London 2009 played host to hugely well-attended and varied protest events that spanned several days: from marches to occupations, alternative summits to climate camps. Protesters were inventive, but they were also very serious and very angry. Tens of thousands of people made their way to central London to express their distaste and distrust of the policies of governments who are supposed to be acting as their representatives. And they were met with the full force of the law for their troubles, resulting in kettles which contained thousands of people (later found by the high court to be an illegal action), arrests, violence, injuries, and of course, the death of Ian Tomlinson. Protests in Pittsburgh 2009 saw sound cannon being used for the first time on protesters in the USA, and protests in Toronto 2010 escalated into riots and resulted in over 1000 arrests. In Cannes 2011 12,000 police were deployed keeping protesters far from the summit’s venue, and helicopters circled the vicinity of the alternative summit. The cost of the security operation for the hosting nation in all these cases was extraordinary (an estimated $1 billion overall for Toronto, in part due to the 20,000 police deployed).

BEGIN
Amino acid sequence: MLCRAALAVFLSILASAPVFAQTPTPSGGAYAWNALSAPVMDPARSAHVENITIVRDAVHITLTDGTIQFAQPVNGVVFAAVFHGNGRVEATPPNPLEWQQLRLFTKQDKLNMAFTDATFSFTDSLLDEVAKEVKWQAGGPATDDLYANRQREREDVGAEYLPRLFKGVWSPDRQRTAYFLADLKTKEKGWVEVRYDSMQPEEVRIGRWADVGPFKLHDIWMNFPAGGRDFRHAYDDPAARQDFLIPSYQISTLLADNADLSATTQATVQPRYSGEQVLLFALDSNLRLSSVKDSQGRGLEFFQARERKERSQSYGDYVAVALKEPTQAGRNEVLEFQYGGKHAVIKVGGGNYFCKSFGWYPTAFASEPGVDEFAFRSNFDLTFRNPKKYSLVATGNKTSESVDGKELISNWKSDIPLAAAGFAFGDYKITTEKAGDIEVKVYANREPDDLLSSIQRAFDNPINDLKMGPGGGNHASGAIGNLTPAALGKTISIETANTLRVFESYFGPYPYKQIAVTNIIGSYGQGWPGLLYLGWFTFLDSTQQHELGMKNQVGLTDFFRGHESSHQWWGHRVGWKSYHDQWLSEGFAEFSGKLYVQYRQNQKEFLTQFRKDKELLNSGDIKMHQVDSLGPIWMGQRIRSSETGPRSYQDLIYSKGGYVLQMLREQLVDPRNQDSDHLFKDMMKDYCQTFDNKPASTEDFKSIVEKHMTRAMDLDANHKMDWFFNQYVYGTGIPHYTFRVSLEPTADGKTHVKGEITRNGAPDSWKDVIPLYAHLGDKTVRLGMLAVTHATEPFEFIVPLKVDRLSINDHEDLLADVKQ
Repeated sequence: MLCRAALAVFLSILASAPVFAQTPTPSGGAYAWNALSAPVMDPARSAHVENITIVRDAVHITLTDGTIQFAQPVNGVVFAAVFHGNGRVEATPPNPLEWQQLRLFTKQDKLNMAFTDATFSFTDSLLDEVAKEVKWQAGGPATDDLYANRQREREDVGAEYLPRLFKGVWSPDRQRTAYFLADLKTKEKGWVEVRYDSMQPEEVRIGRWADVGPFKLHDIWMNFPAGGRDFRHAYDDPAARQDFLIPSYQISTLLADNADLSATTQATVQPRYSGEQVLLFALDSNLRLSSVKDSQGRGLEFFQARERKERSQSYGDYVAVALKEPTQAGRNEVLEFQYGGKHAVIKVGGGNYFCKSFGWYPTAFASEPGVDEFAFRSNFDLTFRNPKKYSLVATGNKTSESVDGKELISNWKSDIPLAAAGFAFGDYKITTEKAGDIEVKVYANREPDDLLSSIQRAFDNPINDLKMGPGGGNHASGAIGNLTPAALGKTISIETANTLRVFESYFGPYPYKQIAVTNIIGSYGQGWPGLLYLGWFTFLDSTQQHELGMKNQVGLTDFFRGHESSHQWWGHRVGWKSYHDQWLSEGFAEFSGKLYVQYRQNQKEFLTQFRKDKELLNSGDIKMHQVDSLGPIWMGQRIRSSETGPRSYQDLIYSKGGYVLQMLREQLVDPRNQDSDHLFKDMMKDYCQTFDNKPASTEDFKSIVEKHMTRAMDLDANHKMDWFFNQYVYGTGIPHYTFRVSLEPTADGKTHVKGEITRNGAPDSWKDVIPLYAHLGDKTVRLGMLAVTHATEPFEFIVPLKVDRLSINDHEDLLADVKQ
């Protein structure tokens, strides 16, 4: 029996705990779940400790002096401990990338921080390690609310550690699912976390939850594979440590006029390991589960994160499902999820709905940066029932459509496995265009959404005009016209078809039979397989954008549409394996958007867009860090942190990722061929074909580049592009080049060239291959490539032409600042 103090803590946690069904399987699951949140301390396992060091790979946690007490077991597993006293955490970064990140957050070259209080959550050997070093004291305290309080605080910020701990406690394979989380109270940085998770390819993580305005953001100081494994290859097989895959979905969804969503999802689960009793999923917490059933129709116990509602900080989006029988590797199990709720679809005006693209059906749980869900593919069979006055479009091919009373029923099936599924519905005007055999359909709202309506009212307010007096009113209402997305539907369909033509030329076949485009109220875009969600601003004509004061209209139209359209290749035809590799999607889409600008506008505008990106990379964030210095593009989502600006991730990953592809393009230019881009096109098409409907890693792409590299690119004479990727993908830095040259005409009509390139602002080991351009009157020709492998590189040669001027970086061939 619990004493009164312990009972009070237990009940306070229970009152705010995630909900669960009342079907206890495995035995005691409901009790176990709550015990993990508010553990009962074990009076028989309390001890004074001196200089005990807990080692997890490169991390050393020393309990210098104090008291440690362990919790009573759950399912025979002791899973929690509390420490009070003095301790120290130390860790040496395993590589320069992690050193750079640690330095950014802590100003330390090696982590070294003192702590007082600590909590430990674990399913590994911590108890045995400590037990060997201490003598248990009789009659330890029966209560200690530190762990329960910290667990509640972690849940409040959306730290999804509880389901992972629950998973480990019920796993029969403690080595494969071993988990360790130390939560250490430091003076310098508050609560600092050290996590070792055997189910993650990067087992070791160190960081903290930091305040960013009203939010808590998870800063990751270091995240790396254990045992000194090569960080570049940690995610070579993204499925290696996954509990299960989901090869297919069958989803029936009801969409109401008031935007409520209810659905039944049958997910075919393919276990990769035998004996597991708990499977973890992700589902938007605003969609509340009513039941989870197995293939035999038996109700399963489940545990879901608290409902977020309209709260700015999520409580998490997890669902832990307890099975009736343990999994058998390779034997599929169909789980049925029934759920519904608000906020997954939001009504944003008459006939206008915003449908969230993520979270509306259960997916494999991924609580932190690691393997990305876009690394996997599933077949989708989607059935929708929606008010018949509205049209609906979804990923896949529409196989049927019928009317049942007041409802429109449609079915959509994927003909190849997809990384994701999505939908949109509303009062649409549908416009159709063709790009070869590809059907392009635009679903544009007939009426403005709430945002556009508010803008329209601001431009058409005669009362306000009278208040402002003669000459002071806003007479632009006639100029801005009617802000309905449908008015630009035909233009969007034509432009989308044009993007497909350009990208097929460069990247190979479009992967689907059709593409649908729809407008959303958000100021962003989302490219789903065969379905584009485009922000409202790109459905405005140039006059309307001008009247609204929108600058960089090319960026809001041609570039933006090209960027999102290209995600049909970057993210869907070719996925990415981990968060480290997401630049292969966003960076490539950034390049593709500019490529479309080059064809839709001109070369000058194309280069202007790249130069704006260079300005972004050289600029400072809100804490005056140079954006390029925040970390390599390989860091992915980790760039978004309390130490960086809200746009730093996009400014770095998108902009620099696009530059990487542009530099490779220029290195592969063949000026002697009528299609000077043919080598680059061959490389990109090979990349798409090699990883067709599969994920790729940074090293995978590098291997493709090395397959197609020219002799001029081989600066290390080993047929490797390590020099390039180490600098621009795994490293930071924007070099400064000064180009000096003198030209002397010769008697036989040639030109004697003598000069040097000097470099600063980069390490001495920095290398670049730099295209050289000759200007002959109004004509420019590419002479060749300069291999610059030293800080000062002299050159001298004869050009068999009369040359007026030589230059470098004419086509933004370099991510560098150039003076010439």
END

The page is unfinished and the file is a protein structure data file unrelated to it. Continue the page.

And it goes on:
G8 summits, despite their waning importance, have continued to attract protests, albeit typically on a smaller scale. The potential for protest has inspired various anticipatory moves by the host state. For example, America hosted the G8 last year, and moved the summit’s location to Camp David, a far more remote location than was previously planned (the original location of Chicago being targeted for a large-scale occupation and protest). Before the location change Rahm Emanuel, Mayor of Chicago, brought in a number of special security measures, which were publicised as temporary but later confirmed as permanent. These include restrictions on parades and public activity, and increased surveillance.
39TH G8 SUMMIT